sex, relationships, sex life, newborn, parents, parenting, romance

It’s 7pm, your newborn’s finally gone to bed and you catch sight of yourself in the mirror: you’ve got baby vomit on your shoulder, dirty hair and dark circles no amount of YSL/science can fix. You collapse in a heap on the bed, your poor, sleep-deprived mind and body aching for some sleep. Next, your equally delirious and sleep-deprived husband spots you lying on the bed and mistakes your prone form as an open invitation.

You’ve dozed off for a second, but wake with a start at his gentle caresses. “What are you doing?” you screech, all mad banshee. “I just need 10 minutes to myself!” Your rejected lover slinks into the kitchen, with only his beer to make love to. Sound familiar? You’re not alone – it can be extremely hard to locate your libido post-baby, when it’s often packed up along with your long-lost pre-baby abs and size 10 clothes.

And while your man’s deep, primal sexual desires may be largely unchanged post-baby, chances are, like most new mums, you’re suffering body image issues, an identity crisis and would much rather get some precious, much-needed sleep than swing naked from the chandeliers. So, how do couples rekindle the romance and rediscover their mojo, post-baby? Leading Australian sexologist Dr Nikki Goldstein’s top three tips include:

Strike a balance
Reach out to family and friends for help whenever you can, whether it’s to find time to reconnect with your partner sans baby, even if it’s just for a quick meal, or some quality alone time. “You have to really, really work on intimacy post-baby and try to strike a balance between ‘me’, ‘sexy couple’ and ‘baby’ time,” Dr Goldstein says. “Get creative and plan ahead – women need to feel helped and supported to feel sexual. Try to find time to do something that makes you feel nice: a blow dry, manicure or a new outfit. Feeling nourished can switch a woman’s mood and make her feel more sexual – she may even initiate sex.”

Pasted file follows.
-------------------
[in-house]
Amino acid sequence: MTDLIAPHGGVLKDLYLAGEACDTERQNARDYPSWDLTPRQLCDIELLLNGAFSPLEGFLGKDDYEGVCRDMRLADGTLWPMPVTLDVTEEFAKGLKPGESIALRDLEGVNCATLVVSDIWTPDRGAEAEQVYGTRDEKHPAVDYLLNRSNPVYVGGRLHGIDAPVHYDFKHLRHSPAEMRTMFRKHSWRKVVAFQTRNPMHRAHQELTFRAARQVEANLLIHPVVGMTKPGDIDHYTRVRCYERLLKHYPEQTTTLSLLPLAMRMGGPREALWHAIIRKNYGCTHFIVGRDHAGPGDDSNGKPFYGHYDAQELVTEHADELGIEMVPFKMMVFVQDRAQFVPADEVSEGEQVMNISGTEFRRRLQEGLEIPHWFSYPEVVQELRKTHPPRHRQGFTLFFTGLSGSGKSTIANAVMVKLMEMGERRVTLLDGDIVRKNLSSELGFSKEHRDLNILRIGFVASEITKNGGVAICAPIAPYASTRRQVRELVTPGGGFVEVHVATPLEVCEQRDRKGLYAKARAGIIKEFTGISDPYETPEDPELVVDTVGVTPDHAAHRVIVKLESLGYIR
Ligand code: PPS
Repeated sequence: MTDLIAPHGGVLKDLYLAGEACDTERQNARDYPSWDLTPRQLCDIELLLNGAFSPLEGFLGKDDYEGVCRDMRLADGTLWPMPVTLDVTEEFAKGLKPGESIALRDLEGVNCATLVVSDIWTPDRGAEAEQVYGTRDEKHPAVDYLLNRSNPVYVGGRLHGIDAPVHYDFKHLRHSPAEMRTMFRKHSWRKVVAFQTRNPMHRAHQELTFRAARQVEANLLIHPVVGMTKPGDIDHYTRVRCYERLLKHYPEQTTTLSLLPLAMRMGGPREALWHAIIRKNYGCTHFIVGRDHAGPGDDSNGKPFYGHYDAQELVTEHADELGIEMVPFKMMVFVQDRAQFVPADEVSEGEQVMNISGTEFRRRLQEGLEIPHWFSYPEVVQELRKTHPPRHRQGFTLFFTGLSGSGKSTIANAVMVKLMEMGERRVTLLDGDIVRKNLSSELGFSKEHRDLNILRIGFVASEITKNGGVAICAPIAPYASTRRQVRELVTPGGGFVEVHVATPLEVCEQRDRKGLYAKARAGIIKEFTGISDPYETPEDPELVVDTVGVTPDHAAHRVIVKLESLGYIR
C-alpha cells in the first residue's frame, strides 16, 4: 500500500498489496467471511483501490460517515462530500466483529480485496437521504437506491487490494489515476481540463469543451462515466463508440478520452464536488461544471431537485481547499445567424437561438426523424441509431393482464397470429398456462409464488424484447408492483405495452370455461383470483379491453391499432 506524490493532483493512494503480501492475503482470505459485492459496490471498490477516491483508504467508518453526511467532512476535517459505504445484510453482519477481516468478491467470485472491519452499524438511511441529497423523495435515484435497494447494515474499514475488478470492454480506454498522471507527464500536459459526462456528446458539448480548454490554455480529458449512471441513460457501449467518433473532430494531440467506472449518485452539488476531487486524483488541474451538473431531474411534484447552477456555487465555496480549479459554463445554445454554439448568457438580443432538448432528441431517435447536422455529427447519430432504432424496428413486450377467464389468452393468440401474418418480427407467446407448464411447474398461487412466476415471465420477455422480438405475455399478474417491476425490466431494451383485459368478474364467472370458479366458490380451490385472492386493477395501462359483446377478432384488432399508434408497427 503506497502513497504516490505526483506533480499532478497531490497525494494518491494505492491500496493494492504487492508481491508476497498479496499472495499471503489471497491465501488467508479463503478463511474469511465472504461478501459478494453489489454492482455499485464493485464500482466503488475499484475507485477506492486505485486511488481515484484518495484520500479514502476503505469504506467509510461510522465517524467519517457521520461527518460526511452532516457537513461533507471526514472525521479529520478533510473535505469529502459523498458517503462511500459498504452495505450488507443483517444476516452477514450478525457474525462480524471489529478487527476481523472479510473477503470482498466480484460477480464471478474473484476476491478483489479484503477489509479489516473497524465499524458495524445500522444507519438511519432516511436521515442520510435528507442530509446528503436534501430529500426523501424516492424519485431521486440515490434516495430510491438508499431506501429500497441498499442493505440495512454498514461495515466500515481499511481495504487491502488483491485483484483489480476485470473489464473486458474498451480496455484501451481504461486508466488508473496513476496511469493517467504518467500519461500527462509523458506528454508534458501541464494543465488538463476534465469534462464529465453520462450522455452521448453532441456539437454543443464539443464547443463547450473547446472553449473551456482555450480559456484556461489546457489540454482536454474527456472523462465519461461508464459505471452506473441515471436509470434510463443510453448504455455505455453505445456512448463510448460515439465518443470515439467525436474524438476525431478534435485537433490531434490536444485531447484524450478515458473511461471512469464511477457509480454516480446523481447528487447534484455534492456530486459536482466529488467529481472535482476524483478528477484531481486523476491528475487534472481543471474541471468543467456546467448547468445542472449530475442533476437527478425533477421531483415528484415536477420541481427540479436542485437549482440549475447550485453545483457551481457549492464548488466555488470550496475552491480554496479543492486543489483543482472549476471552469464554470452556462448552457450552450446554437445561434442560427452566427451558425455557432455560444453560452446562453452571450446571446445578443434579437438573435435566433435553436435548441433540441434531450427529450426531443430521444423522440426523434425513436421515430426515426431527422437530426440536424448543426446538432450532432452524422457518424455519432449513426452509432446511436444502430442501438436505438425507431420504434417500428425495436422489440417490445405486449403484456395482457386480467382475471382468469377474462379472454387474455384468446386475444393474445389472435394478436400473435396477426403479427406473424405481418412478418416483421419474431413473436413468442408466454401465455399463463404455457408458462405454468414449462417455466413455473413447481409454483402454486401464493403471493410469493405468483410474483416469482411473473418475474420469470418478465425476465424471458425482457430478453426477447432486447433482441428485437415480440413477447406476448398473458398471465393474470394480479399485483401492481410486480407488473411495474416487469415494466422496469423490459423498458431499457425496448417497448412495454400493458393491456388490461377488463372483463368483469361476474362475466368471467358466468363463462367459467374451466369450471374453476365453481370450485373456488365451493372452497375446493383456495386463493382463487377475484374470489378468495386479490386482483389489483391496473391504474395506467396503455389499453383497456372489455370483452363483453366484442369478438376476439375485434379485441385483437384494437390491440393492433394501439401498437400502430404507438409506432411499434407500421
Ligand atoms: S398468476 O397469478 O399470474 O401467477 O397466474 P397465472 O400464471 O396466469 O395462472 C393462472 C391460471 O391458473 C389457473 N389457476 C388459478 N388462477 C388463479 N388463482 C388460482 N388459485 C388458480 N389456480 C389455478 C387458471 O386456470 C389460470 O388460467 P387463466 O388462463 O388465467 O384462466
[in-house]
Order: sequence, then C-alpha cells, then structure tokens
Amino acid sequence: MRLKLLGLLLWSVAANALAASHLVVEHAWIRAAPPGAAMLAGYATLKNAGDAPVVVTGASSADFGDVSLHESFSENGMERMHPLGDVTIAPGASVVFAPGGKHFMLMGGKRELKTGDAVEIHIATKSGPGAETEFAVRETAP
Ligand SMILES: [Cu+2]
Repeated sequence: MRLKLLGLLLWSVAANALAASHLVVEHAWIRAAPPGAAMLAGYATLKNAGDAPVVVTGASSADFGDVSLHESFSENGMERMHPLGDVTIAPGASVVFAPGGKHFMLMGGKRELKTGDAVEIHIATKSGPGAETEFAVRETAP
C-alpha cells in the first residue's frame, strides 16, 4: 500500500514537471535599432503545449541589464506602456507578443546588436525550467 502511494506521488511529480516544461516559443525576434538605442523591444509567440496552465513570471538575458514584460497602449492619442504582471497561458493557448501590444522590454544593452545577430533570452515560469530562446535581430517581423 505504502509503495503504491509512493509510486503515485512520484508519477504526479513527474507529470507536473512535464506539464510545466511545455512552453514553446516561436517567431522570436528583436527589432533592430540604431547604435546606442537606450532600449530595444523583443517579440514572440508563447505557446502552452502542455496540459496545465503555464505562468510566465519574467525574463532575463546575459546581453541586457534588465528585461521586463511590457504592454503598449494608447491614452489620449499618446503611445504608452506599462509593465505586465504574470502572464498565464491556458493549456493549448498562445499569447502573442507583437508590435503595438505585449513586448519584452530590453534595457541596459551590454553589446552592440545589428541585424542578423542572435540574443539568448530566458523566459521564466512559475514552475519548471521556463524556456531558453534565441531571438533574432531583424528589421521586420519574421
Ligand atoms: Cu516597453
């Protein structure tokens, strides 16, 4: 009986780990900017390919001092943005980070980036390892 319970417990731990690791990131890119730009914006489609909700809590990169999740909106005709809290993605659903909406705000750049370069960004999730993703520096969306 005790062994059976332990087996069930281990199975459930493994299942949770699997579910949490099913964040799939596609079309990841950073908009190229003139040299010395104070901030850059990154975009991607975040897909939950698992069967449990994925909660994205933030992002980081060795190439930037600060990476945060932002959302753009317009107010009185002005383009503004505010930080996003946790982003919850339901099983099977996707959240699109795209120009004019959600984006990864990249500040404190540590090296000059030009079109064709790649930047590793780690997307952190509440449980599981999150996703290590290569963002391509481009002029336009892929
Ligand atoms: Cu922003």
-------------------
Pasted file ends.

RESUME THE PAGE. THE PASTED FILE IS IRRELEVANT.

Get real, girlfriend
It can be very hard to feel sexual and connected to your post-baby body, especially with armchair motherhood critics and Hollywood celebrities distorting our reality. “There’s incredible pressure on women to lose their baby weight and get sexual very quickly,” Dr Goldstein says. “Look at Kim Kardashian – she went into hiding post-baby so that people weren’t seeing the real Kim, with baby vomit down her front, greasy hair and with someone else looking after her child so she could exercise for hours every day. Post-natal depression is a very real and common problem – many women have a false sense of reality about what motherhood should be. So, get real and be gentle with yourself.”

Slow then fast, baby
Couples looking to set each other on fire between the sheets should start off slow post-baby, Dr Goldstein says. Try snuggling on the couch – reconnecting with your partner through non-penetrative intimacy. Then, once you’re both ready for more – turn up the heat and rediscover your sensuality via bedroom accessories, whether together or alone.
“All relationships should have Tengas: sexual aids,” Dr Goldstein says. “Male masturbation aids like Tengas can come in handy if women are sore post-baby. But sex toys for women are also an invaluable bedroom tool.” Pun very much intended.

By Nicole Carrington